The death penalty is not effective and is applied unfairly. It’s time for Washington state to abolish it.
GOV. Jay Inslee’s decision to halt the execution of Clark Elmore, while unpopular, is right.
By way of disclaimer, I am a law-and-order guy. I grew up in a law-enforcement family and am a former criminal prosecutor for King County. But the death penalty is not just.
The death penalty is a complicated topic. Personally, my moral beliefs conflict with what I know justice requires.
Allow me to explain. I believe there are crimes for which a convicted person has forfeited his or her right to life. Clark Elmore, who murdered a 14-year-old girl in Bellingham in 1995, is a good example. However, justice requires that we move to abolish the death penalty.
I have spent considerable time studying the death penalty. As a deputy prosecutor for the state of Washington I have prosecuted some of society’s worst criminals, including those who perpetrated sex crimes against children. Also, at the Center for Justice in Chicago, I have defended individuals charged with the death penalty.
In short, I have been in the trenches and seen the administration and effects of the death penalty on both sides of the aisle. There are three reasons the death penalty does not work.
First, the penalty has not and cannot be administered fairly. Despite court and legislative efforts, it is applied arbitrarily. Death is often sought in counties that have the resources to sustain a capital prosecution. If you commit your crime in one county versus another, you’re more likely or less likely to get charged with death regardless of the crime. Two percent of all counties in the United States account for the majority of capital prosecutions and executions.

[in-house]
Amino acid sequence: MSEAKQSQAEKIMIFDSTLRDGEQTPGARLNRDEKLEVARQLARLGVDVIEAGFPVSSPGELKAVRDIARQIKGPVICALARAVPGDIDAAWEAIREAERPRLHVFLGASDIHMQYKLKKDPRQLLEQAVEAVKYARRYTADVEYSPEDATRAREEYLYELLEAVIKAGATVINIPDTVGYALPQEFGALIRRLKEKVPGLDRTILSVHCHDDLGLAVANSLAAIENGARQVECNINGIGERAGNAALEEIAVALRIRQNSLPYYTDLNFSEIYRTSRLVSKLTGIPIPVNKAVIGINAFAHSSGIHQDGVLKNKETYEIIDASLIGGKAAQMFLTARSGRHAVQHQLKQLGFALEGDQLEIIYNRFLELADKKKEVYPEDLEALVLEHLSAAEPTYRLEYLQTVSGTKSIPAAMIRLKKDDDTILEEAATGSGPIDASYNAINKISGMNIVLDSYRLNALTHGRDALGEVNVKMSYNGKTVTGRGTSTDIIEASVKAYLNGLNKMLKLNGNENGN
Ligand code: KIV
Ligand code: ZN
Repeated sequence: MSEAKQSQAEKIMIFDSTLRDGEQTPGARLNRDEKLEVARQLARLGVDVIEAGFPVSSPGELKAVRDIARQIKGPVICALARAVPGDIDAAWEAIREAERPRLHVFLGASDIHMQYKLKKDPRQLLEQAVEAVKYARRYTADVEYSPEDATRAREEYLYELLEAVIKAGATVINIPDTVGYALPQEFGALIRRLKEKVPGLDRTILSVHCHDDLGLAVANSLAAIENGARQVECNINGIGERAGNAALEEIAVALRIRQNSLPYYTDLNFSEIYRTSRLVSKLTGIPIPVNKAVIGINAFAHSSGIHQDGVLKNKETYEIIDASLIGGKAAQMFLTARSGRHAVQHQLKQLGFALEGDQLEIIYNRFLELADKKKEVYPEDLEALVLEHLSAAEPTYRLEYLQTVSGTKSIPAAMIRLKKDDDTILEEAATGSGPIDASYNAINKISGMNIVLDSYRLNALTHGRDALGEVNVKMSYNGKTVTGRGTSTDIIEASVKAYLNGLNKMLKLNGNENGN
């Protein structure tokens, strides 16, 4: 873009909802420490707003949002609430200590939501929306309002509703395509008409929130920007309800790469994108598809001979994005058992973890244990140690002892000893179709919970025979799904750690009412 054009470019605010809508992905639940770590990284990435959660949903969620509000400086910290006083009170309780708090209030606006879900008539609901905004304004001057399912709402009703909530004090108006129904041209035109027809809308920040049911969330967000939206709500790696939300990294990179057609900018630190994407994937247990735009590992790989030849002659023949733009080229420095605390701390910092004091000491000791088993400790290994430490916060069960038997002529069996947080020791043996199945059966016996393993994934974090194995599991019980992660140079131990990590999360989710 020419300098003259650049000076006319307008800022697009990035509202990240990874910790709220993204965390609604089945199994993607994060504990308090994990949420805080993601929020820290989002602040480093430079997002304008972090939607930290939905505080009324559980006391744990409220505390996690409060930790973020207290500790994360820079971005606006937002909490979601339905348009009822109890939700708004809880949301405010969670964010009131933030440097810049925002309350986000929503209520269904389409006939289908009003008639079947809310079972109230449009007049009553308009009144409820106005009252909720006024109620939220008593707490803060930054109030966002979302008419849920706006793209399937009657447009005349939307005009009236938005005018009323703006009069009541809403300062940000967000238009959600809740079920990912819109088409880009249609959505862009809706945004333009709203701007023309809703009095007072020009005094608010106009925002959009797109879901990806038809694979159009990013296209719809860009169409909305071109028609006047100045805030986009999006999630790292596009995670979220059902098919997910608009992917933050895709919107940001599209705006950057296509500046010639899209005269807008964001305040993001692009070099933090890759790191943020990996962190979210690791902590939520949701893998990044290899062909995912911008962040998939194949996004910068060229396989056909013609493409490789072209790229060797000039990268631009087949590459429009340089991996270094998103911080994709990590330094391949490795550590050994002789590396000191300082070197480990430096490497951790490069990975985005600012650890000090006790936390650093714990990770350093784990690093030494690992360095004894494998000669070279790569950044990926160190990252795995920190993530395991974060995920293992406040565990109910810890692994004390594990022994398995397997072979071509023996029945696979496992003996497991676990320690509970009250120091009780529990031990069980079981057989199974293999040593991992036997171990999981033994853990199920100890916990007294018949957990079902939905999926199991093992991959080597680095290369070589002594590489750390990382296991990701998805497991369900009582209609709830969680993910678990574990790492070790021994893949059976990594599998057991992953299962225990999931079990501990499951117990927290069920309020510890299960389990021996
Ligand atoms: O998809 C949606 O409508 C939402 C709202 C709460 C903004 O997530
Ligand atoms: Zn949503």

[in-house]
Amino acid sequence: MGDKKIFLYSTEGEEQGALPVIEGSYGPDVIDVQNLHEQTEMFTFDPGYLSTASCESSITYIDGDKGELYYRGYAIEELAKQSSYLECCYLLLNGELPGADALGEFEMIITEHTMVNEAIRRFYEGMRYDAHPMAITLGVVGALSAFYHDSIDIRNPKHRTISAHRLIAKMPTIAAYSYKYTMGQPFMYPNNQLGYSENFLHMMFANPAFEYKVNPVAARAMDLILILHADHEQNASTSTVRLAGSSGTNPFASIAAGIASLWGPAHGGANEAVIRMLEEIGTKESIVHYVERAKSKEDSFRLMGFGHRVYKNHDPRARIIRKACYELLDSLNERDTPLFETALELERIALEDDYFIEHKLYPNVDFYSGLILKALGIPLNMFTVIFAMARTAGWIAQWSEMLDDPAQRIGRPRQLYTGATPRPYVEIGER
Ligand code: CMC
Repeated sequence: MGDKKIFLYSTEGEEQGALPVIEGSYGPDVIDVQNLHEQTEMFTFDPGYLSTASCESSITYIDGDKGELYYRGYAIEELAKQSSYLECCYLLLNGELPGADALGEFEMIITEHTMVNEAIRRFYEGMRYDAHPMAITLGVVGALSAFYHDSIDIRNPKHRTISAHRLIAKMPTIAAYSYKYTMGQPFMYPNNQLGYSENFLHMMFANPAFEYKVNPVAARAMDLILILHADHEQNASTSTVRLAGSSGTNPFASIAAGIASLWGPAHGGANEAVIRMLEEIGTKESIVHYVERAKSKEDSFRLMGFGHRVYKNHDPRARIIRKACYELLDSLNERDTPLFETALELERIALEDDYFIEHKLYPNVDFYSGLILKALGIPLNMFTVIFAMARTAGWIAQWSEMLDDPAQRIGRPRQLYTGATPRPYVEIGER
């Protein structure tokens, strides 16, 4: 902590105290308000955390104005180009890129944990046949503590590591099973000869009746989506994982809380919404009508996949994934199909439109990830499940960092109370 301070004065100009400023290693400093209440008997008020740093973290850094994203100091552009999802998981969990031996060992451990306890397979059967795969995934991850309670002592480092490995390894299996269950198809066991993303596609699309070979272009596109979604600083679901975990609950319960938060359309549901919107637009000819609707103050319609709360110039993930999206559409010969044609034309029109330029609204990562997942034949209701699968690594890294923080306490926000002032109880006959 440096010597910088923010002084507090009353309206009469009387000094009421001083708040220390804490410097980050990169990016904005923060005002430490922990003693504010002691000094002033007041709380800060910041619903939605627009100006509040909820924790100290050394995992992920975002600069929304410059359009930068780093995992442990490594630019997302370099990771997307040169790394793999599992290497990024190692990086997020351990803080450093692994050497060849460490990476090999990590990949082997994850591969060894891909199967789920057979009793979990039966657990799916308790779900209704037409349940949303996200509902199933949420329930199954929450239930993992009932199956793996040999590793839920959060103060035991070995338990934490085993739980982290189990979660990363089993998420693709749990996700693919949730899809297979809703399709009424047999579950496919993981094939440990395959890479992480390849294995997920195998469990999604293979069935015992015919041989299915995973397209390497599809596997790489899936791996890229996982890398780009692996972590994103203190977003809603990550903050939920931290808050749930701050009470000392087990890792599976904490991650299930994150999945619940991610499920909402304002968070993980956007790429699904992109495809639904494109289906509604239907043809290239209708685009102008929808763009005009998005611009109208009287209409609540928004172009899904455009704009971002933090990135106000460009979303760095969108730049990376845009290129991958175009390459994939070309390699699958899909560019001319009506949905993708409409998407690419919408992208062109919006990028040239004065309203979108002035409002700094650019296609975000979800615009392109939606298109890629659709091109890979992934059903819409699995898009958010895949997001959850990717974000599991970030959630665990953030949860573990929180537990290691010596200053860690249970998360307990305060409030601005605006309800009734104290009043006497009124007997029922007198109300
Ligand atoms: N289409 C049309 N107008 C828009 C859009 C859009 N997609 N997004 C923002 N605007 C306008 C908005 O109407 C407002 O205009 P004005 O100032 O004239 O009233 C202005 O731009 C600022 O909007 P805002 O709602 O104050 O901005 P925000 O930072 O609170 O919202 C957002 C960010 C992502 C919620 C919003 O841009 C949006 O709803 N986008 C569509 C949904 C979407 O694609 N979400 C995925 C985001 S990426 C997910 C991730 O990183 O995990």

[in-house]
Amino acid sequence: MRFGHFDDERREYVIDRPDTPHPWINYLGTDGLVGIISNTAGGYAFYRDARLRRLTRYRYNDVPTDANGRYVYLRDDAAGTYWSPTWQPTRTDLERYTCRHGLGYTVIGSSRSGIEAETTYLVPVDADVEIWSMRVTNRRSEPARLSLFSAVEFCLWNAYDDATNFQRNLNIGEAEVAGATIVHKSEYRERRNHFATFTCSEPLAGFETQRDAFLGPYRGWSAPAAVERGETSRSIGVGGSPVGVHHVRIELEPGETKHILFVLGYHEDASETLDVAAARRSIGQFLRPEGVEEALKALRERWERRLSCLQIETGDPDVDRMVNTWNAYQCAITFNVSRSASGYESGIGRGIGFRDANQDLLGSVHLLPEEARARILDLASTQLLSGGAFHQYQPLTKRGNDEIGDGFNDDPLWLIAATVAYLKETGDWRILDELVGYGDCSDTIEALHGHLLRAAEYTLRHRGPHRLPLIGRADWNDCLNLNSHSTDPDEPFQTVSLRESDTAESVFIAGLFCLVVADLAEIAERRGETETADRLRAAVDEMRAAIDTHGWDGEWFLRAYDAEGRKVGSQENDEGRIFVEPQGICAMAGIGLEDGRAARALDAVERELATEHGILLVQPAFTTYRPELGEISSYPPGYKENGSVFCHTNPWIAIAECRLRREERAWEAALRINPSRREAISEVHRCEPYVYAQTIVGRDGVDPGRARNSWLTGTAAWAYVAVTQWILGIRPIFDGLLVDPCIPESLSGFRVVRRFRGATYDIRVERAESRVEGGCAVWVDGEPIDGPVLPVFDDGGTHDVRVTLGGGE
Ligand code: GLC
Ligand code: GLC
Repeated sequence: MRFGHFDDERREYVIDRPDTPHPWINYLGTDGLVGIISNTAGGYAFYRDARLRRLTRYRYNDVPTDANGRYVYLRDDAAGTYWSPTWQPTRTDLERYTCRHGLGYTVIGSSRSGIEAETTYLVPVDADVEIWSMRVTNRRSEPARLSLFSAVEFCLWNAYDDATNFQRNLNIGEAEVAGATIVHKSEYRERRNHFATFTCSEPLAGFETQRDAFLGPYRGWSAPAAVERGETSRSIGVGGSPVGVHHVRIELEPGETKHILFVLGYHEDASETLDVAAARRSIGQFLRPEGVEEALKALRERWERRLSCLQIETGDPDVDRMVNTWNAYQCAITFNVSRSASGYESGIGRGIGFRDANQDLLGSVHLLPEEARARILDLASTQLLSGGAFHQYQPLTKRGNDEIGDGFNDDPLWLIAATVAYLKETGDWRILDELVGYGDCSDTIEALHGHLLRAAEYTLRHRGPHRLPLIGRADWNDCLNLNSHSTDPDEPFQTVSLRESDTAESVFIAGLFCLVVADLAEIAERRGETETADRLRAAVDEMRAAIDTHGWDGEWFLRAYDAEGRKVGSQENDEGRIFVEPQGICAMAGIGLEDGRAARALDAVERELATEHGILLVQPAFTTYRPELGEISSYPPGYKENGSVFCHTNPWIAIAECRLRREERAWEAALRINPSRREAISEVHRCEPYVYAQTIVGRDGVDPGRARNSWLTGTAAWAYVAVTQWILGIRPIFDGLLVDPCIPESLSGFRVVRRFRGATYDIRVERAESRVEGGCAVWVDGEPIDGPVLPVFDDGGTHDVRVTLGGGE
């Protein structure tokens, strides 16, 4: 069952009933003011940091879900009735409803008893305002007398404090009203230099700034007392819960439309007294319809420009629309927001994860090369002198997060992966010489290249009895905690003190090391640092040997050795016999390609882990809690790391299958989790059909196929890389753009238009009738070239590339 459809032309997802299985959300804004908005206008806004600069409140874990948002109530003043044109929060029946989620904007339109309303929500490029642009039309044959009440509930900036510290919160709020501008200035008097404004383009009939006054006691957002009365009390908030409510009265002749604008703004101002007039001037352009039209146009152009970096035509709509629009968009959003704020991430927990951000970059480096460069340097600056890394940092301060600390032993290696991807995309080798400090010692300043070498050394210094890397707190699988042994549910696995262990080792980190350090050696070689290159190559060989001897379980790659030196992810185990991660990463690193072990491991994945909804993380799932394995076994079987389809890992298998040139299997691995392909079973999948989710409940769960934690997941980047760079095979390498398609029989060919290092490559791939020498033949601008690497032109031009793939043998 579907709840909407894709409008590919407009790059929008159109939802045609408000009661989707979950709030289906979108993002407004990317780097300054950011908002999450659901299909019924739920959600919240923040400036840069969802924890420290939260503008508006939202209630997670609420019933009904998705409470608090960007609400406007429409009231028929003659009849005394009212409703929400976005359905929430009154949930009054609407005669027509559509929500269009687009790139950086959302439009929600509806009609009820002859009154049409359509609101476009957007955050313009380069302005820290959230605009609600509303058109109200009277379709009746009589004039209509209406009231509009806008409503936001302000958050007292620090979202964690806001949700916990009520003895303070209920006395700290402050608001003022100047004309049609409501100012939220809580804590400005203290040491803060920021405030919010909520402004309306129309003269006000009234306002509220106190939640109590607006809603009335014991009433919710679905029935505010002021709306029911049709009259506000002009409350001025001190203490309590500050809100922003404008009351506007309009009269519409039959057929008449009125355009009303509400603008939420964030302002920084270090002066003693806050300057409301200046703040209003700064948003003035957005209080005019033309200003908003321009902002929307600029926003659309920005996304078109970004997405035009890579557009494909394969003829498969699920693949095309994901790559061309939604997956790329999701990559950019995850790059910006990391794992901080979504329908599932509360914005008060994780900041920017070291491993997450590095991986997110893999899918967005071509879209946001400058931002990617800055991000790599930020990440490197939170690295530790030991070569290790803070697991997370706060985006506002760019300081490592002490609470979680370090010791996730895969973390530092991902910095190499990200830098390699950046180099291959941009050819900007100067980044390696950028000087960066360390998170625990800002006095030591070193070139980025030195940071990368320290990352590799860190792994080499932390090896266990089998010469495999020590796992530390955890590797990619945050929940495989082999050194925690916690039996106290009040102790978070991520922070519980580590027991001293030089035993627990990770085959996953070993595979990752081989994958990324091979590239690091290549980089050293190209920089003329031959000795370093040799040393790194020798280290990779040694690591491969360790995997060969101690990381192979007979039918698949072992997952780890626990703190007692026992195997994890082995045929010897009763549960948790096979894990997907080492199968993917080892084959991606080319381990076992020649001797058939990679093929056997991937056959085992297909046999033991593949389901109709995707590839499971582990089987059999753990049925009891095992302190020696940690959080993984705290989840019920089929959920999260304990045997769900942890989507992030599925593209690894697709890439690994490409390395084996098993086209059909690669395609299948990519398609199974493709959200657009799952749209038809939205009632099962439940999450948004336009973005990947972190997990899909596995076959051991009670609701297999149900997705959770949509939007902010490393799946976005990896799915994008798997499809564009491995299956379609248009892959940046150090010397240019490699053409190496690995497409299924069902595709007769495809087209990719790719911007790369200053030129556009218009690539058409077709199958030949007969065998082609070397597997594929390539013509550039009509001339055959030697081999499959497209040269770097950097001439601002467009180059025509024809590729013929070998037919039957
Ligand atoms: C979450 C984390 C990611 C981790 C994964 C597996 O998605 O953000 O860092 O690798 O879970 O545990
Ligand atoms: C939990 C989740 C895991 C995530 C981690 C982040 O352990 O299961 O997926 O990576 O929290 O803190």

Racial bias is inherent in the administration of the death penalty and minorities are charged more often than whites even when the same crime is committed. In the prosecution of a capital case, it is the only crime for which we talk about punishment during jury selection and before the trial even begins. We simply cannot have a permanent punishment with an imperfect system of justice. Even the most perfect criminal prosecution is filled with human error.
Second, the death penalty is not effective. It is not and has never been a deterrent. This overwhelming consensus has been well documented, including in the Journal of Criminal Law and Criminology. There is no legitimate research that substantiates the view that the death penalty saves lives, because it does not.
Finally, the administration of the death penalty costs significantly more than convicting and sentencing someone to life in prison without the possibility of release. On average, it costs $3 million to prosecute the death penalty. In the last three death-penalty prosecutions in King County, it cost taxpayers more than $15 million in defense costs, not including the cost of prosecution.
We are outliers, alone among Western civilized nations that still administer the death penalty.
In death penalty cases we sensationalize the defendant rather than remember the victim. The Elmore case is a perfect example. Here we are as a society still talking about Clark Elmore, remembering his name more than 20 years after he committed the heinous crime against a young girl rather than sending him away to be forgotten forever. Her name was Kristy Lynn Ohnstad.
As a policymaker, the governor is not afforded the luxury of making decisions on an individual basis. The executive must make and administer policies that can be applied across society as evenly and as consistently as possible. The death penalty cannot be administered fairly, and it does not work. Let’s end the debate and abolish it.